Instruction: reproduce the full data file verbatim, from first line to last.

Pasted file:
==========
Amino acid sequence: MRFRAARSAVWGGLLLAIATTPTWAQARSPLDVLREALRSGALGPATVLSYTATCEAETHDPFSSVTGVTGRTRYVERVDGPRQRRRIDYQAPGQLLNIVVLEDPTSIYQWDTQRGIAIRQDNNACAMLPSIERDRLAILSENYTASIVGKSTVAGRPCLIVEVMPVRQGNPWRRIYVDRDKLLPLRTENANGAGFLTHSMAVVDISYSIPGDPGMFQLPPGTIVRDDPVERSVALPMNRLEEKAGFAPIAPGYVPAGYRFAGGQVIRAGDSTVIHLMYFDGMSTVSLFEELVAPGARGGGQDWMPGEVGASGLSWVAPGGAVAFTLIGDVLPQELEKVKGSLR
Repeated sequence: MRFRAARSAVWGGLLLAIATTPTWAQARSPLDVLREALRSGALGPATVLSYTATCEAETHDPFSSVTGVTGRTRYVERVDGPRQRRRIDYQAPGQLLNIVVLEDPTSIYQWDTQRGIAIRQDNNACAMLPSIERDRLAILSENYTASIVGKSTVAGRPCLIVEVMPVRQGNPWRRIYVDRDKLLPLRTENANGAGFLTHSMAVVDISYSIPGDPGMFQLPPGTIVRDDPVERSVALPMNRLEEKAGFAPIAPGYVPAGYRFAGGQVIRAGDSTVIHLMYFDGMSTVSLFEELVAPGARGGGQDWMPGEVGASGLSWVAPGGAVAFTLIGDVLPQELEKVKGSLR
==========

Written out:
Amino acid sequence: MRFRAARSAVWGGLLLAIATTPTWAQARSPLDVLREALRSGALGPATVLSYTATCEAETHDPFSSVTGVTGRTRYVERVDGPRQRRRIDYQAPGQLLNIVVLEDPTSIYQWDTQRGIAIRQDNNACAMLPSIERDRLAILSENYTASIVGKSTVAGRPCLIVEVMPVRQGNPWRRIYVDRDKLLPLRTENANGAGFLTHSMAVVDISYSIPGDPGMFQLPPGTIVRDDPVERSVALPMNRLEEKAGFAPIAPGYVPAGYRFAGGQVIRAGDSTVIHLMYFDGMSTVSLFEELVAPGARGGGQDWMPGEVGASGLSWVAPGGAVAFTLIGDVLPQELEKVKGSLR
Repeated sequence: MRFRAARSAVWGGLLLAIATTPTWAQARSPLDVLREALRSGALGPATVLSYTATCEAETHDPFSSVTGVTGRTRYVERVDGPRQRRRIDYQAPGQLLNIVVLEDPTSIYQWDTQRGIAIRQDNNACAMLPSIERDRLAILSENYTASIVGKSTVAGRPCLIVEVMPVRQGNPWRRIYVDRDKLLPLRTENANGAGFLTHSMAVVDISYSIPGDPGMFQLPPGTIVRDDPVERSVALPMNRLEEKAGFAPIAPGYVPAGYRFAGGQVIRAGDSTVIHLMYFDGMSTVSLFEELVAPGARGGGQDWMPGEVGASGLSWVAPGGAVAFTLIGDVLPQELEKVKGSLR